Happy dancing, everybody. Reading this thread brought back lots of good memories, I wish I still had the time

  8. #28
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    Quote Originally Posted by PDilemma View Post
    I always wore athletic leggings or yoga pants and a stretch tank top of some sort. IME, the women who showed up in full out tights, leotard, skirt, etc...were the first to quit.

    Both studios I took classes at required shoes but otherwise you could wear whatever you wanted. I recommend something easy to move in. One woman came in jeans all the time and ended up standing there watching. You can't do leg stretches on the barre in jeans or even get into a basic arabesque position. The teacher would gently suggest workout clothes every single week to no avail. There was also an extremely uncoordinated 19 year old with no prior dance experience in one of my classes who took to showing up in pointe shoes. I was shocked that the teachers (a couple rotated) did not put a stop to that. One did remind her that she signed a release that if she was injured they were not responsible. And one woman showed up to the same class to try it out in the street shoes called "ballet flats" because she thought they were really ballet shoes. She couldn't move her foot properly.
    Often that is indeed the case with the fully-outfitted newbies in any activity, isn't it? I am also amazed that they even let the girl in pointe shoes in the class at all despite the liability release! And the jeans and the ballet flats! You can't make this s**t up.

  9. #29
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    Quote Originally Posted by ballettmaus View Post
    While most studios won't say anything if you wear socks, especially when it's your first lesson, be careful about wearing socks. Even on a dance floor they can be slippery. I have socks that I can't wear to jazz class because they're way too slippery. If they have a wooden floor I'd not recommend socks at all because even ballet slippers can be slippery on wood.
    I'd find out what the Studio recommends in regards to footwear - if you're sure that you will continue with ballet then get shoes beforehand, if not, the cheapest slippers are still around 17 US Dollars, as far as I know.
    Also, if you go and get slippers, you're faced with several choices - divided sole, sole over the whole foot, satin, leather, some other fabric... Check what's comfortable but pointing your feet in a slipper that has a divided sole is easier than in one that has a sole going along the length of the foot. Fabric, I find, is easier for that, too. Also, check if the shoe comes with elastics or not. If not, I would recommend getting an elastic and sewing it on. It keeps the slipper from slipping off your feet.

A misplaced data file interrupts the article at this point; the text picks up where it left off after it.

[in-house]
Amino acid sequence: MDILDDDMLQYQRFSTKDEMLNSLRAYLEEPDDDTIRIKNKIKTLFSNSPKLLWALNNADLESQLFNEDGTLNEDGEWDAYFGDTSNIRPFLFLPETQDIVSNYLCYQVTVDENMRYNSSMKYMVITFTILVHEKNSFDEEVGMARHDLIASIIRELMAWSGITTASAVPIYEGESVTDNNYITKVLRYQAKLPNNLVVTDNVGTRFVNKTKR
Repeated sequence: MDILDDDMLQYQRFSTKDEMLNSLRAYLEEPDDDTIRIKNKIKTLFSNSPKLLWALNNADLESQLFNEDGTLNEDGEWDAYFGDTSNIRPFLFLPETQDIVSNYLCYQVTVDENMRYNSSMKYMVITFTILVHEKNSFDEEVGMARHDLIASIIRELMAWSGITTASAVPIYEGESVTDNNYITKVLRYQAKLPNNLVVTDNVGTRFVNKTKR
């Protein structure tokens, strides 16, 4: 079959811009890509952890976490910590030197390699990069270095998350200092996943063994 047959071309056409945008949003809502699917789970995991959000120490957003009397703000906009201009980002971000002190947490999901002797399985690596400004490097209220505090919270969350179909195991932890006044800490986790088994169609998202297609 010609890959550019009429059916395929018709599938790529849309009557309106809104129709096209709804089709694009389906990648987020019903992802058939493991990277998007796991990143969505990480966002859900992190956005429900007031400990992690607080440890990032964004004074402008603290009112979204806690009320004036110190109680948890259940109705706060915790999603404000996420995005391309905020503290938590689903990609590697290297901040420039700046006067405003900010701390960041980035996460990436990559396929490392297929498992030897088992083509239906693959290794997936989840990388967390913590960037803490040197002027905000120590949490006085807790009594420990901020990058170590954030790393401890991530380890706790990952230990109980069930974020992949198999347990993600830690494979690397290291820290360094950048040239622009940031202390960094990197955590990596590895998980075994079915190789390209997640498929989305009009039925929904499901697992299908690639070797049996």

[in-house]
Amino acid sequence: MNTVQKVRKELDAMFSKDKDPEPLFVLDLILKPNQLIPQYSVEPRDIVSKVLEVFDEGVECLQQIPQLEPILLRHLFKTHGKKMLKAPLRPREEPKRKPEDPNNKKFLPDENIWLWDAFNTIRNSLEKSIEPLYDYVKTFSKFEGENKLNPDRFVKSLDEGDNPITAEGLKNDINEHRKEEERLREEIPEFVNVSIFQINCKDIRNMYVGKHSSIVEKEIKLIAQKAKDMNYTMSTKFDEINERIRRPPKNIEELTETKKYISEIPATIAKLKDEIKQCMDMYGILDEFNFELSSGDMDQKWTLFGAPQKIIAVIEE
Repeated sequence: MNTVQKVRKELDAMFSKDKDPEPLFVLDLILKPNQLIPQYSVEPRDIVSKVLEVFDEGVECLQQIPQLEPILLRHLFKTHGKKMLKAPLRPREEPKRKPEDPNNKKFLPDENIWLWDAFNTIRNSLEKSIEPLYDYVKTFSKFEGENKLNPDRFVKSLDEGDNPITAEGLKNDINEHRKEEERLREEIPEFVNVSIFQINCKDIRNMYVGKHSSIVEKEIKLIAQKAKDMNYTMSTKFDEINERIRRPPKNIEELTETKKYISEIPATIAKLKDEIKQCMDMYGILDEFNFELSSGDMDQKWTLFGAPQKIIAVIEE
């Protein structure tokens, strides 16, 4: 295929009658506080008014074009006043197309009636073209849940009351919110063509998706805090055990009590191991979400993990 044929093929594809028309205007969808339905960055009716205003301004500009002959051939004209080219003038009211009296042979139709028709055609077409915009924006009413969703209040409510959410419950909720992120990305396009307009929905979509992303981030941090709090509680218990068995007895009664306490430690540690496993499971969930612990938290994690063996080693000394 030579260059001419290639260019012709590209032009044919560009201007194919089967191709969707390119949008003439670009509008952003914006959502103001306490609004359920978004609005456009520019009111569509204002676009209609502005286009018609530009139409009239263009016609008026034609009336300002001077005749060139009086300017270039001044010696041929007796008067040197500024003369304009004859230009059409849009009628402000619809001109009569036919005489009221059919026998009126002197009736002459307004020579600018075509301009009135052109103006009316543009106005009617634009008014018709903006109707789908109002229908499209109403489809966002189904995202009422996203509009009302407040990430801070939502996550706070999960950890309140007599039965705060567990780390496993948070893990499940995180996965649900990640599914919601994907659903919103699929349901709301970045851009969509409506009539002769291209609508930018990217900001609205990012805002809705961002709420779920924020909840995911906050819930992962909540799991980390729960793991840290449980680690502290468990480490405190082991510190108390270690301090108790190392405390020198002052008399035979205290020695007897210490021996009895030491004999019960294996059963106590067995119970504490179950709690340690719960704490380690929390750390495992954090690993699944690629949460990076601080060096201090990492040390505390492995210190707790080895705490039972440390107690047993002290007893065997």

If there's no dress code, wear what you're comfortable in. The only recommendation I have is that it's somehow form-fitting since the instructor will want to see your lines. And even though it might not matter so much in a beginner class, if you have long hair you might want to tie it away from your face and not necessarily in a low pony-tail. A braid would probably work well though, or a bun, even, depending.

    Otherwise, have fun because that's the most important part!
    This. ^^ Just to reinforce: I wouldn't recommend dancing in socks. Yes, they are slippery and not the best if you are just getting your ballet legs under you. You're going to need stability. Also, ballet slippers have better protection for the ball of your foot--which you will be on A LOT. Some manufacturers--Capezio is one--have many models that come with attached elastics. You may want to investigate shoes like this. Keep in mind that ballet shoe sizing is NOT the same as street shoe sizing. Not even close. Even among the same maker, different models can have a different sizing. I do recommend going to a dance supply store to get fitted because you want them to fit properly, like gloves, really. (Please don't buy your first pair on the web.) They shouldn't be too tight, but they shouldn't be loose anywhere, either. Again, check with the studio for advice and suggestions. You can probably get a decent pair in the $25 range.